The Joint Constitutional Review Committee has extended the deadline for written submissions on land expropriation without compensation to 15 June 2018.
The committee further resolved to conduct its public hearings from 26 June 2018 to 6 August 2018 in all provinces around the country.
Provinces with a larger rural area will have four days set aside for the hearings while other provinces will have three days of public hearings.
Co-chairperson of the committee, Lewis Nzimande, said at least one of these days will be over a weekend to allow the working public also an opportunity to participate in the process.
The later date for public hearings will allow members of the National Council of Provinces to complete their work regarding the budget votes, another co-chairperson Vincent Smith said.
Submissions thus far
So far the committee has received more than 100,000 written submissions. The bulk of this, around 64,000, came as a result of a single WhatsApp group that was created by a group to clog the system. A further 1,100, so far, came from AfriForum.
Prior to going to the provinces to listen to the public, the committee plans on having a colloquium with, among others, academics, researchers, stakeholders, faith-based organisations, traditional leaders, the South African Local Government Association and government departments so that members of parliament can get a better understanding of what they will be dealing with.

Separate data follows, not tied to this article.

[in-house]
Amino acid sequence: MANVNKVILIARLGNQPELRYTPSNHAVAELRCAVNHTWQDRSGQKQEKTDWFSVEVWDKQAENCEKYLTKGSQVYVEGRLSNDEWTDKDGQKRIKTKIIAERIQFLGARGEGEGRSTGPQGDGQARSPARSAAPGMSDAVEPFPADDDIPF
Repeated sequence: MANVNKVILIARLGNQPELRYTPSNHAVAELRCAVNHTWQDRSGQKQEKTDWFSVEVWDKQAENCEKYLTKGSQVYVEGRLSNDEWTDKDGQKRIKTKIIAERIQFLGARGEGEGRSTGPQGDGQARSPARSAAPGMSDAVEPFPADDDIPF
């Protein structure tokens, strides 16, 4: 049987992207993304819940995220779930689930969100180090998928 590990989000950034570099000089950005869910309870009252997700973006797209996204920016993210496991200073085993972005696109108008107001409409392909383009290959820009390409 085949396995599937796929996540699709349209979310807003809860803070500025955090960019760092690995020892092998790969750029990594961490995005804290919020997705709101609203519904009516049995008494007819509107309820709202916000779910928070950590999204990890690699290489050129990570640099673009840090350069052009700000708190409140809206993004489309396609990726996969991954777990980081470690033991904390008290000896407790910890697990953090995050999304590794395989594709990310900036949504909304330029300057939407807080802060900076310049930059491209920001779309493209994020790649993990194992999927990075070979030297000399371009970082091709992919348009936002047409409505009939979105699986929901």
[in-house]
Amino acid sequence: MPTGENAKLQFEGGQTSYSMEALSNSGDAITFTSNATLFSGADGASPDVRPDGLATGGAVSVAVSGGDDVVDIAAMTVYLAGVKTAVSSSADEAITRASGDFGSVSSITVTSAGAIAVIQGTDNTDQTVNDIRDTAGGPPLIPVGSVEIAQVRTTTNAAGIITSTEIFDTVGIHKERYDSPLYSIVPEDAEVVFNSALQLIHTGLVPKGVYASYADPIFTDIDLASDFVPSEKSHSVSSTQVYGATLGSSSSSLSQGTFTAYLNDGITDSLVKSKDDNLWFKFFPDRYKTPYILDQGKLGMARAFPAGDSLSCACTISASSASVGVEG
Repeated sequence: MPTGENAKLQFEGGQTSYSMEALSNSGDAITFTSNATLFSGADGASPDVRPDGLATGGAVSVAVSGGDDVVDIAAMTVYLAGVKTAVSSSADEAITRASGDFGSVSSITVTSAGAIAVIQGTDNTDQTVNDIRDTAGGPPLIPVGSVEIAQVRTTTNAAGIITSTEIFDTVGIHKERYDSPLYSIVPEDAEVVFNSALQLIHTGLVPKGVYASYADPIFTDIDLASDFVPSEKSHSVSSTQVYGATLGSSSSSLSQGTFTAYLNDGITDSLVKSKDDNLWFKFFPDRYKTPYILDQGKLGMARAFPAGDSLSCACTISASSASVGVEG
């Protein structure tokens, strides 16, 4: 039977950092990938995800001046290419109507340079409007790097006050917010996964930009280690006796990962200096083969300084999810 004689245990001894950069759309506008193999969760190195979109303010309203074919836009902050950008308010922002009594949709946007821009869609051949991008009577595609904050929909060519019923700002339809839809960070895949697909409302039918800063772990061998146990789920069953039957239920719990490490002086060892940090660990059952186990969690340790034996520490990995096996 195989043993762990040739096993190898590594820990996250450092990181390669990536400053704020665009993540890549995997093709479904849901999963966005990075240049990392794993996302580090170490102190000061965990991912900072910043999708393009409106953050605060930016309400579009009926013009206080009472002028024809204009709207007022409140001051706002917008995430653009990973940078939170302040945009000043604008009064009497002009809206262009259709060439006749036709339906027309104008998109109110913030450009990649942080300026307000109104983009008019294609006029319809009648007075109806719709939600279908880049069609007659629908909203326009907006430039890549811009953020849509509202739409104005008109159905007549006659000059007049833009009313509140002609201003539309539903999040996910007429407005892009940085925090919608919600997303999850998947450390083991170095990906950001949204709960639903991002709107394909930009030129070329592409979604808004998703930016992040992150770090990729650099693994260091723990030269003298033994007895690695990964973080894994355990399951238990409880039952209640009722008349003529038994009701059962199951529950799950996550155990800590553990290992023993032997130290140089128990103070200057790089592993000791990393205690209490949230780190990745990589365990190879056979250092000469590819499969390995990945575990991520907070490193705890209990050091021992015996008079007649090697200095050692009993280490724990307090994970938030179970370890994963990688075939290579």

According to the committee programme, 7 August to 17 August has been set aside for oral submissions to be held at parliament. Deliberation on the inputs is set to occur between 4 and 7 September 2018 with the adoption of the report expected on 11 September 2018, where it will make a recommendation to the National Assembly.
The National Assembly in February adopted a motion for a constitutional review allowing for the expropriation of land without compensation and referred the matter to a joint constitutional review committee to review section 25 of the Constitution and other clauses, if necessary, to make it possible for the state to expropriate land in the public interest without compensation.
The committee has 24 members, made up of National Assembly and National Council of Provinces (NCOP) members.